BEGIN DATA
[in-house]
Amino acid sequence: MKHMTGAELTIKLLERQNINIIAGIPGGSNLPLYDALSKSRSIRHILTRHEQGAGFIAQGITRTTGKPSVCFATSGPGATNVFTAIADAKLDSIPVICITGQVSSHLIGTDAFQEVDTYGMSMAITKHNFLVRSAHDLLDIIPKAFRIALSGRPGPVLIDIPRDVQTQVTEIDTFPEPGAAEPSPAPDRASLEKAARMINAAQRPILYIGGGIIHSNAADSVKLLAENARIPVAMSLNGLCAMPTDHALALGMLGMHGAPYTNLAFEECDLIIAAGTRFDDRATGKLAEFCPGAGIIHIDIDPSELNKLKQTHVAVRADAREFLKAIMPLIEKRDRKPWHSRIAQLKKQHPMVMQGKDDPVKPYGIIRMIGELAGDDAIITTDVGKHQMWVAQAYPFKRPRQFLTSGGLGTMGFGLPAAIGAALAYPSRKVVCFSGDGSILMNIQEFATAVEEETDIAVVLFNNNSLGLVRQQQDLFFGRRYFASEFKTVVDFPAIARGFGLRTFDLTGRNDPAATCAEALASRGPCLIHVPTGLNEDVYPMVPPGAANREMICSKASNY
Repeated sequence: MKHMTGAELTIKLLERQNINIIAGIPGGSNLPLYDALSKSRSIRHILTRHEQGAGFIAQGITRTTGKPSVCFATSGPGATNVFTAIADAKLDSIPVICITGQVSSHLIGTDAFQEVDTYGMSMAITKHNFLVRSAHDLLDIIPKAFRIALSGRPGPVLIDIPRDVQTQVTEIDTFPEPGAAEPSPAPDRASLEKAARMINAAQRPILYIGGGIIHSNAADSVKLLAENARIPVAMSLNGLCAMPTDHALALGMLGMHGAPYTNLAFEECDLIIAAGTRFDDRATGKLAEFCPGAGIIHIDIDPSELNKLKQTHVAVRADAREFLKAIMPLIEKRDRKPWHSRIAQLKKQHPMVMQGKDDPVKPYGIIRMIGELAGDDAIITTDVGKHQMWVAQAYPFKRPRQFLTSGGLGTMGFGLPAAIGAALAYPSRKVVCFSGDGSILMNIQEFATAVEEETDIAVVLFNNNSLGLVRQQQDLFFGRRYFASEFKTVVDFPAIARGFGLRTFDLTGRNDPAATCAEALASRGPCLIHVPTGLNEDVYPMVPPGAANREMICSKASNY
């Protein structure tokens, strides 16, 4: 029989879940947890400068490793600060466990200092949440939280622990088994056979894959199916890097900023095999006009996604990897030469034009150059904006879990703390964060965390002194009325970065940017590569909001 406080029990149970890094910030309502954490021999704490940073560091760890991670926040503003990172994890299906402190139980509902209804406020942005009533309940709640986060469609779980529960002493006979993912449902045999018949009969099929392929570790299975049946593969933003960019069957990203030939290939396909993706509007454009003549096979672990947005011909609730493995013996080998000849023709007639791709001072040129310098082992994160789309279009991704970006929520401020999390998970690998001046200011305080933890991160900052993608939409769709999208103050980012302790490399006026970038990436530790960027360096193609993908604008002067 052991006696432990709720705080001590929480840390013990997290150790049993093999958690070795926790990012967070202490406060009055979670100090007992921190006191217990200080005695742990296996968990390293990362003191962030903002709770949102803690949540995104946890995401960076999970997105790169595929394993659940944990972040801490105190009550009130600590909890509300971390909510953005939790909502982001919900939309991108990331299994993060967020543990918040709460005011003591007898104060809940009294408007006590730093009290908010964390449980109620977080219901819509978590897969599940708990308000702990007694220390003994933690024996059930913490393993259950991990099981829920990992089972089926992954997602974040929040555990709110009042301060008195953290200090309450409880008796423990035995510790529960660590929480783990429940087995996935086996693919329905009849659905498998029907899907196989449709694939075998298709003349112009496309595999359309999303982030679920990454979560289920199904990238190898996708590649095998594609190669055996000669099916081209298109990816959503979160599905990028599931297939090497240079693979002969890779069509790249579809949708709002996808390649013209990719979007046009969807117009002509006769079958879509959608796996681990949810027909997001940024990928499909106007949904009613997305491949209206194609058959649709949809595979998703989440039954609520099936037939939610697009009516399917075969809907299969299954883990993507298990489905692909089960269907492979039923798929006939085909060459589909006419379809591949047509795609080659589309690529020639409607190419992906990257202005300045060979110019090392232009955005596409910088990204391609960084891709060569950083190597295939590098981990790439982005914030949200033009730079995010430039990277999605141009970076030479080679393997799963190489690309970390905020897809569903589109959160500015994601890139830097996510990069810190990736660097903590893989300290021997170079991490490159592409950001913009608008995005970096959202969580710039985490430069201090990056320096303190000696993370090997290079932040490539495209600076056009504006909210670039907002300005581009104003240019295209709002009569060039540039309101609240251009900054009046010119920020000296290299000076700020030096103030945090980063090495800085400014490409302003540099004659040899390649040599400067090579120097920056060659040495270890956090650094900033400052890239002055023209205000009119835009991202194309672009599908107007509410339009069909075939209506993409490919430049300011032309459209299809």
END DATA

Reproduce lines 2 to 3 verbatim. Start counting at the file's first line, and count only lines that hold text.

Amino acid sequence: MKHMTGAELTIKLLERQNINIIAGIPGGSNLPLYDALSKSRSIRHILTRHEQGAGFIAQGITRTTGKPSVCFATSGPGATNVFTAIADAKLDSIPVICITGQVSSHLIGTDAFQEVDTYGMSMAITKHNFLVRSAHDLLDIIPKAFRIALSGRPGPVLIDIPRDVQTQVTEIDTFPEPGAAEPSPAPDRASLEKAARMINAAQRPILYIGGGIIHSNAADSVKLLAENARIPVAMSLNGLCAMPTDHALALGMLGMHGAPYTNLAFEECDLIIAAGTRFDDRATGKLAEFCPGAGIIHIDIDPSELNKLKQTHVAVRADAREFLKAIMPLIEKRDRKPWHSRIAQLKKQHPMVMQGKDDPVKPYGIIRMIGELAGDDAIITTDVGKHQMWVAQAYPFKRPRQFLTSGGLGTMGFGLPAAIGAALAYPSRKVVCFSGDGSILMNIQEFATAVEEETDIAVVLFNNNSLGLVRQQQDLFFGRRYFASEFKTVVDFPAIARGFGLRTFDLTGRNDPAATCAEALASRGPCLIHVPTGLNEDVYPMVPPGAANREMICSKASNY
Repeated sequence: MKHMTGAELTIKLLERQNINIIAGIPGGSNLPLYDALSKSRSIRHILTRHEQGAGFIAQGITRTTGKPSVCFATSGPGATNVFTAIADAKLDSIPVICITGQVSSHLIGTDAFQEVDTYGMSMAITKHNFLVRSAHDLLDIIPKAFRIALSGRPGPVLIDIPRDVQTQVTEIDTFPEPGAAEPSPAPDRASLEKAARMINAAQRPILYIGGGIIHSNAADSVKLLAENARIPVAMSLNGLCAMPTDHALALGMLGMHGAPYTNLAFEECDLIIAAGTRFDDRATGKLAEFCPGAGIIHIDIDPSELNKLKQTHVAVRADAREFLKAIMPLIEKRDRKPWHSRIAQLKKQHPMVMQGKDDPVKPYGIIRMIGELAGDDAIITTDVGKHQMWVAQAYPFKRPRQFLTSGGLGTMGFGLPAAIGAALAYPSRKVVCFSGDGSILMNIQEFATAVEEETDIAVVLFNNNSLGLVRQQQDLFFGRRYFASEFKTVVDFPAIARGFGLRTFDLTGRNDPAATCAEALASRGPCLIHVPTGLNEDVYPMVPPGAANREMICSKASNY